Job Recruitment Process: My Most Recent Personal Experience With Oral Interviews

Experience is the best teacher! I am going to be sharing a job recruitment process experience I had couple weeks ago. Like me, if you are a university graduate with a good qualification, and want to gain employment in top private and government companies and organizations, you can relate.

Who needs to read this? I think everybody should. Maybe you are still studying in school to gain B.Sc. or post-graduate qualifications, then you would certainly need to apply for a job at a point in time – except you are Dangote or Otedola’s son or daughter- you certainly need to read this to the end.

So, I had this wonderful job interview experience at this top Nigerian commercial bank and only going to share because I got a feedback. Though the feedback didn’t come directly, it came from a ‘connect’ who I got to meet later, who then had to do the background running and came back with the feedback.

Experience is the best teacher!

I have various job recruitment processes experiences over the years, from the 40-50k salary jobs to the top-of-the-crème super jobs, where trainees reportedly earn over 150k. In Nigeria, check the social media, you get job requests where the information goes like “a fresh graduate, with a professional certification and graphic design/digital marketing knowledge, living on the Island, NYSC member preferable for an accounting job. Not more than 24-years old, 30k salary. Send your CV to Please share”.

Mere looking at the description of the requirement of the persons needed for the job above, nobody needs to tell you that this sounds like modern slavery. Personally, any job I am going to be taking salary should have a benchmark of at least 40,000 naira monthly salary. Anything below is an insult to me and the years I spent in attaining this level of education and experience. But in Nigeria, some graduates work 20k jobs, and this is because this is the only opportunity they got offered. The economy is so bad, and in recent times, it has been saddled with a recession. So, it takes a whole lot of bullishness to reject jobs with meagre salaries.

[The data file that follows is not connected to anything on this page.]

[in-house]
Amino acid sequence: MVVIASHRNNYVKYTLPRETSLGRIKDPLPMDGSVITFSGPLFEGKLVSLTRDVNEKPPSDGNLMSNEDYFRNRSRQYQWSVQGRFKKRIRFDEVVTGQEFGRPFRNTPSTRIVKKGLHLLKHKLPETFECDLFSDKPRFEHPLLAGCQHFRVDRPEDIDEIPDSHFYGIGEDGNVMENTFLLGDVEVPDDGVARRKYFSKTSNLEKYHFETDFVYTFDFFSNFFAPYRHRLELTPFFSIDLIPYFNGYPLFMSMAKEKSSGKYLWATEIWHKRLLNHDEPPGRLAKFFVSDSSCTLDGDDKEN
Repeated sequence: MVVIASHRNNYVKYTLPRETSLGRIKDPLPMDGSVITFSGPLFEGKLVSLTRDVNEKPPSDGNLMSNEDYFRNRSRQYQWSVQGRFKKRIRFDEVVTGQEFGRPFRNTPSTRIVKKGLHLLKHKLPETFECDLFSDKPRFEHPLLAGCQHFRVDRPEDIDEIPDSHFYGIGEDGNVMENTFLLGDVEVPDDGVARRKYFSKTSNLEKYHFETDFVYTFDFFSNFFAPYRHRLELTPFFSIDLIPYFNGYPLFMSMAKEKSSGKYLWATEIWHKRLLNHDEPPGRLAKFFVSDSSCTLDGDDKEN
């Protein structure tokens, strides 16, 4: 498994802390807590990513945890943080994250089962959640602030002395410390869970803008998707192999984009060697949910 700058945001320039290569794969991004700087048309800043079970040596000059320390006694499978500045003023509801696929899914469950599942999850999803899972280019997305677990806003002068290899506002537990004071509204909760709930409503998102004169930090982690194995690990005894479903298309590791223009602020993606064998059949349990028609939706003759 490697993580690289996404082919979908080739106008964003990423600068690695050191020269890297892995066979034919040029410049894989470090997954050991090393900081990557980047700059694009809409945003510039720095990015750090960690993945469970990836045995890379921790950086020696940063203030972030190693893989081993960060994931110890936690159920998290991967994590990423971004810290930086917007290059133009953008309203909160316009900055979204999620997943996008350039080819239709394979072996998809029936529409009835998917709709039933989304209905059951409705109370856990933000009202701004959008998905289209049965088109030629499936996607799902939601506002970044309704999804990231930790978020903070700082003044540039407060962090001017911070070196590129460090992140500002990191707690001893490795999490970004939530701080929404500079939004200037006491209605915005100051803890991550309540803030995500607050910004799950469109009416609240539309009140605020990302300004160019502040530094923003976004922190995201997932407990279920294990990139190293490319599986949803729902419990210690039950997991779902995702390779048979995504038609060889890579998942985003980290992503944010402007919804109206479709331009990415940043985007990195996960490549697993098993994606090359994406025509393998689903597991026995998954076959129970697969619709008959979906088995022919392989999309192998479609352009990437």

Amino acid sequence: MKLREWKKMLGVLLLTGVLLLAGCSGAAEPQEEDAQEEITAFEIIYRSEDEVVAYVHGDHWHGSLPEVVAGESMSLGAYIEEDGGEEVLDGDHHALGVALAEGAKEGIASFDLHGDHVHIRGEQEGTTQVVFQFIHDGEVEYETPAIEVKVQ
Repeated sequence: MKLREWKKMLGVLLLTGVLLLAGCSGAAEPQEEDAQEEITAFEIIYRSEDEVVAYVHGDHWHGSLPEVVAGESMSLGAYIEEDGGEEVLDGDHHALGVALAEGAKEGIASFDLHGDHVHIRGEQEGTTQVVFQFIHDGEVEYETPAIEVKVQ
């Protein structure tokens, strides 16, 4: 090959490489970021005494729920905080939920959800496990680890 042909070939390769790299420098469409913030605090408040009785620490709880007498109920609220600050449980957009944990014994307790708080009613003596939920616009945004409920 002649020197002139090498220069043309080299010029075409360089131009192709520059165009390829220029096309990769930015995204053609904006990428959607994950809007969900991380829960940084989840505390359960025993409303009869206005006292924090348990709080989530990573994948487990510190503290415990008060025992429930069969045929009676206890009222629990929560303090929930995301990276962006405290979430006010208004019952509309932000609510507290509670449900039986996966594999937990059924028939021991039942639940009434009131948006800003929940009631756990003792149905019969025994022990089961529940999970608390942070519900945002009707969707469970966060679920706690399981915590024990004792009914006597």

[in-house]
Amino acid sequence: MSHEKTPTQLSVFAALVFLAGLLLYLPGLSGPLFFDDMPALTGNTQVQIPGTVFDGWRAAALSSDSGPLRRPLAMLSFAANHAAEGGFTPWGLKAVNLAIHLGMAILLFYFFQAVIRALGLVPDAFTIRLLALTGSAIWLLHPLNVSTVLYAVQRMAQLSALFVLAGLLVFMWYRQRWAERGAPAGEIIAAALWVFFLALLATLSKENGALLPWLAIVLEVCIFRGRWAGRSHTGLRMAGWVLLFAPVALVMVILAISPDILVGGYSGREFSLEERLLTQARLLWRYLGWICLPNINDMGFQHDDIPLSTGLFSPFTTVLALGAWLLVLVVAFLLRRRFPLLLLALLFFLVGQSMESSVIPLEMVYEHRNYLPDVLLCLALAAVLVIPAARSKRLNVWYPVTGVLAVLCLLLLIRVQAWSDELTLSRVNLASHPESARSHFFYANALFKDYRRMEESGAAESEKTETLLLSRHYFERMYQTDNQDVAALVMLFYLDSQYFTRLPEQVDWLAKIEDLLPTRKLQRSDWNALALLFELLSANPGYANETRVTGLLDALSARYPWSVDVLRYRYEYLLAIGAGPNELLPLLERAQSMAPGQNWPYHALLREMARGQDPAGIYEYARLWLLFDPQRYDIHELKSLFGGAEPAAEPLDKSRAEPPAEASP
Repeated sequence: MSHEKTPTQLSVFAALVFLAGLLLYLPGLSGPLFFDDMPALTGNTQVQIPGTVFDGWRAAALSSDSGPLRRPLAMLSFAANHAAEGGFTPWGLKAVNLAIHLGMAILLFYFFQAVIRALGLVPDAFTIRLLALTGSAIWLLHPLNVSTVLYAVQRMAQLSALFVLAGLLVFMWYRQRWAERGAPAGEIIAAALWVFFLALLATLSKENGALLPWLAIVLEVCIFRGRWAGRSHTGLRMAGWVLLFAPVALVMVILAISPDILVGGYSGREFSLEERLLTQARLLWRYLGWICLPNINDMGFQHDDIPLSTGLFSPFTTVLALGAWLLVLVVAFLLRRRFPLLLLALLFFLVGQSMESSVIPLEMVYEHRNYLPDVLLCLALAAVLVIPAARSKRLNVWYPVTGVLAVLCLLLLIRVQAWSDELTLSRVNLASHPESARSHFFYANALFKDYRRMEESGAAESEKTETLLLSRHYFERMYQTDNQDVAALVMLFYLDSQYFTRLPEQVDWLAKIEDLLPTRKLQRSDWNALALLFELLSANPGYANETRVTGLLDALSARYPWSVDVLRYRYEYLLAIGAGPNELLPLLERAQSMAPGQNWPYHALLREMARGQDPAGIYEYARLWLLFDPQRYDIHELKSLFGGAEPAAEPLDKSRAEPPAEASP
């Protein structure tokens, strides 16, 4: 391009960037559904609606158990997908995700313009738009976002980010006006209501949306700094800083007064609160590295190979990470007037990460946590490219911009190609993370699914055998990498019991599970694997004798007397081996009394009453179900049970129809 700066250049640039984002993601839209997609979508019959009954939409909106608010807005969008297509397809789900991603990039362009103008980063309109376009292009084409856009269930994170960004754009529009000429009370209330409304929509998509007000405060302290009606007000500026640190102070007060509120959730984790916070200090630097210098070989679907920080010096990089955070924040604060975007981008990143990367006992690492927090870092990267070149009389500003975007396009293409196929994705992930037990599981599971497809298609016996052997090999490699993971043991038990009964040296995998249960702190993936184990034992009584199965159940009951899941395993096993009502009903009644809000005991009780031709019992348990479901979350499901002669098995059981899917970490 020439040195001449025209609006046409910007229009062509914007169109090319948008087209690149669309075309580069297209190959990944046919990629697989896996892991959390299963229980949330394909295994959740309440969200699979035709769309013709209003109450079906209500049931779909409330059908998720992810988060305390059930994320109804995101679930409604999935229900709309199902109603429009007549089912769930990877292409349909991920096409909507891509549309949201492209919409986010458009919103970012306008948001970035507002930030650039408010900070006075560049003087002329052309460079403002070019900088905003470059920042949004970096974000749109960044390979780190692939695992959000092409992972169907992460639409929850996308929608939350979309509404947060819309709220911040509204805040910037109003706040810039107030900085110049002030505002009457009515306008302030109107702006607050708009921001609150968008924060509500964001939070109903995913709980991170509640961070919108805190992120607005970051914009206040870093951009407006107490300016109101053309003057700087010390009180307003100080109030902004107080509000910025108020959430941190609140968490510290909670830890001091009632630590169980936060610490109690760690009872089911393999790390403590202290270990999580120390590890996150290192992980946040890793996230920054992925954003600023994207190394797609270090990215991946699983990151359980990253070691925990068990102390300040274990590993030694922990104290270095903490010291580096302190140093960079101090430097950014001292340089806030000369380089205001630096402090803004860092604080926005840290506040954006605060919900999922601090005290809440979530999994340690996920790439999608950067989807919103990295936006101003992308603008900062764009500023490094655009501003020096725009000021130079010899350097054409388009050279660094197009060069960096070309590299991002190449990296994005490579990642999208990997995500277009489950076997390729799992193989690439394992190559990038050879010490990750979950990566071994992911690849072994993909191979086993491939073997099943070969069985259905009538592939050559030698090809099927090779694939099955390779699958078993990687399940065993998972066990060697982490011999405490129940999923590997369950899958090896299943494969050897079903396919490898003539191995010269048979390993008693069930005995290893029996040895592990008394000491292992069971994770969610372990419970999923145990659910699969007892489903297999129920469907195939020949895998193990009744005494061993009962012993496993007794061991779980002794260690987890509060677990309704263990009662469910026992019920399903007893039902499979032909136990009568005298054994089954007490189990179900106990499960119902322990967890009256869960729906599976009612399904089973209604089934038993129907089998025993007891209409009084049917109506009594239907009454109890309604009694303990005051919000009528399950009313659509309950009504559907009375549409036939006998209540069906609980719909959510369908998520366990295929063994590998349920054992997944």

How did I get these top job opportunities?

This is where your grade matters. We all must have heard or read this quote, “it is not by grades, but grace”. This is so true and I agree with it, but believe me, without grades, there is no way you will get opportunities to work for the best companies in the world. These companies and firms see qualification grades as a testament for hard working. Are you hardworking? If yes, then it is expected to reflect in your school grades. That is why some companies will go as far as asking for your university result transcript.

It is true that your grades do not determine your success after you leave college, but do not let people discourage you from attaining for top grades when you can. Another fact is that the grades give you the leverage to apply for a top job, but it ends at the application. You have to prove yourself by taking aptitude tests. Dragnet, WorkForce and many other outsource handle this for many top companies. You can easily get related materials to prepare for these tests which are mostly GMAT based.

It is not by grades, but grace

The 40-50k Jobs

Before I proceed to reveal my main purpose of this blog, I would like to briefly talk about the 40,000 to 50,000 naira jobs. Like I mentioned earlier, the economy is really bad, and these small and medium scale companies who offer a salary in these ranges do so because that is the only thing they can afford. But, the painful thing is that they also want the best quality of workers for the jobs they are offering. Many of these jobs should have lower qualification graduates, but they’d rather have university graduates handling these jobs so they can have ultimate performers with high work output in these job positions.

I have had experience with one or two 40-50k jobs, and the last one I took; I almost took my employers to court over a disagreement. So, you need to know yourself, and know what you can do or not, know what you can tolerate from people before you would jump at these jobs. Yes, you are a graduate and need a job to carry on with life, but many of these jobs will take total control of your life that you would later realize that you haven’t actually gained anything, financially or skill-wise.